For further discussion of Jewish names see the introductory essay by Alexander Beider.
[Leendert Brouwer & Peter McClure, 'Dutch family names', in: DAFN (preface of the revised second edition of the Dictionary of American Family Names, edited by Patrick Hanks, to be published by Oxford University Press in 2022 ---,%20ESSAY,%20Dutch%20names.pdf)].

• Ook in later tijd bleef de Republiek een toevluchtsoord voor protestanten en andere personen die vervolgd werden vanwege hun geloof, zoals hugenoten uit Frankrijk, Sefardische joden uit Spanje en Portugal en Asjkenazisch joden uit Duitsland, Polen en andere Oost-Europese landen. De joodse vluchtelingen vestigden zich in eerste instantie vooral in Amsterdam [Maarten van Bourgondi?n, 'Immigratie', CBG Centrum voor familiegeschiedenis ---].
• [Van Straten-2002].
• [Jits van Straten, De begraafboeken van Muiderberg 1669 - 1811. Indexen van personen begraven op de joodse begraafplaats Muiderberg vanaf 12 januari 1669 tot 21 juli 1811 = The burial books of Muiderberg 1669 - 1811. Indexes of persons buried at the Jewish cemetery Muiderberg from 12 January 1669 until 21 July 1811, Amsterdam 2000].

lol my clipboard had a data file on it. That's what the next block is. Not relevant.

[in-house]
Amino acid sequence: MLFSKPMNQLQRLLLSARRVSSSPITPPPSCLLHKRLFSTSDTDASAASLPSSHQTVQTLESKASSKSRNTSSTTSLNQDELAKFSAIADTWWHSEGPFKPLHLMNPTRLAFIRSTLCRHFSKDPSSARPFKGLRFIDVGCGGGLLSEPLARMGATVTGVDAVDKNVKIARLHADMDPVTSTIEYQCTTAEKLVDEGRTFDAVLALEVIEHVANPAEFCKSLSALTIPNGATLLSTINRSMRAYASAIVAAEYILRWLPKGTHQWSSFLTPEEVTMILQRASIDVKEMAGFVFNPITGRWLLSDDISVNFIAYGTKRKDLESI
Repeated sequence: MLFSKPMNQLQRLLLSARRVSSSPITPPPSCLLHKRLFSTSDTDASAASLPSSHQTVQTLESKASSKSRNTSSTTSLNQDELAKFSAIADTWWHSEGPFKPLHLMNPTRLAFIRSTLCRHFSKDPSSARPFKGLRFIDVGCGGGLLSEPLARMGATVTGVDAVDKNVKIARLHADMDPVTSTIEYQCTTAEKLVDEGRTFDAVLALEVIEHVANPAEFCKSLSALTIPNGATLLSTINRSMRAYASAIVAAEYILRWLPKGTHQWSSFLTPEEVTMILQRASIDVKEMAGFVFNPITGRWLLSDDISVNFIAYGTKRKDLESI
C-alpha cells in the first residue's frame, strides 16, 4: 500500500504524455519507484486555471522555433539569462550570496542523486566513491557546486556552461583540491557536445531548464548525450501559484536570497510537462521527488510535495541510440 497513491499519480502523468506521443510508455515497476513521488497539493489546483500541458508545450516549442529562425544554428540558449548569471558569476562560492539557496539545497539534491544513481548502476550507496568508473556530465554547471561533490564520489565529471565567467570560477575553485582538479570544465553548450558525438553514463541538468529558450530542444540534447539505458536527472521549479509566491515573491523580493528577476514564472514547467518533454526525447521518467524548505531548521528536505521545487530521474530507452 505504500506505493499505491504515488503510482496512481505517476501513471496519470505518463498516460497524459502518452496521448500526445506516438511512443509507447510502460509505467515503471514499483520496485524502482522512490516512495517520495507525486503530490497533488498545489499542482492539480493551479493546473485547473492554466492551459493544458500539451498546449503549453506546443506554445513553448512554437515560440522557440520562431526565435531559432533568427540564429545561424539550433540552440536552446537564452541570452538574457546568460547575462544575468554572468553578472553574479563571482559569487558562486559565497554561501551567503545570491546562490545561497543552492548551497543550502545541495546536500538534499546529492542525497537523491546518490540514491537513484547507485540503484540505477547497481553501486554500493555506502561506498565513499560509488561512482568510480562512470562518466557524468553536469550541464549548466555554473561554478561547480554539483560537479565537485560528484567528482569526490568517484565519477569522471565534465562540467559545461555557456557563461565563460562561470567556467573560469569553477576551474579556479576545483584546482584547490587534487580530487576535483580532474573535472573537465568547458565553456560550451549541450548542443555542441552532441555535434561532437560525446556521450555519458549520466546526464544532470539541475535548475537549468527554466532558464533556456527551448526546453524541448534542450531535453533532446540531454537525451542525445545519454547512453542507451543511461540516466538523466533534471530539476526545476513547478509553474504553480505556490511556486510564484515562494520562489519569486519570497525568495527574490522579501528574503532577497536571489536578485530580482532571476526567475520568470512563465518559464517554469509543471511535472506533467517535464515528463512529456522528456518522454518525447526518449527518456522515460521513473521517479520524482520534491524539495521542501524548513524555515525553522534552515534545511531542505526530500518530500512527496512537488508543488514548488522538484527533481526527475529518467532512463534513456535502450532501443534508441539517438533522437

• Misjpoge, kwartaalblad van de Nederlandse Kring voor Joodse Genealogie [Misjpoge].
• [Harmen Snel, 'Achternamen in Amsterdam. Het naamsaannemingsregister 1811-1826 (1837)', in: Misjpoge 23 (2010), nr. 1, p. 23-26].
• [Harmen Snel, 'Achternamen in Amsterdam. De Portugezen', in: Misjpoge 23 (2010), nr. 3, p. 91-97].
• [Harmen Snel, 'Achternamen in Amsterdam. De arme Asjkenazim', in: Misjpoge 24 (2011), nr. 1, p. 21-31].
• [Stambomen Nederlands Joodse families:].
• Bekende Joodse achternamen - bekende Nederlandse Joden, [].
• [].
• [Heinrich W. Guggenheimer & Eva H. Guggenheimer, Jewish family names and their origins. An etymological dictionary, Hoboken (New Jersey) 1992 / Idem, Etymologisches Lexikon der j?dischen Familiennamen, M?nchen 1996].
• [Nelly Weiss, Die Herkunft j?discher Familiennamen. Herkunft, Typen, Geschichte, Bern etc. 1992 / Idem, The origin of jewish family names, Bern etc. 2002].
• [Lars Menk, A dictionary of German-Jewish surnames, Bergenfield (New Jersey), 2005].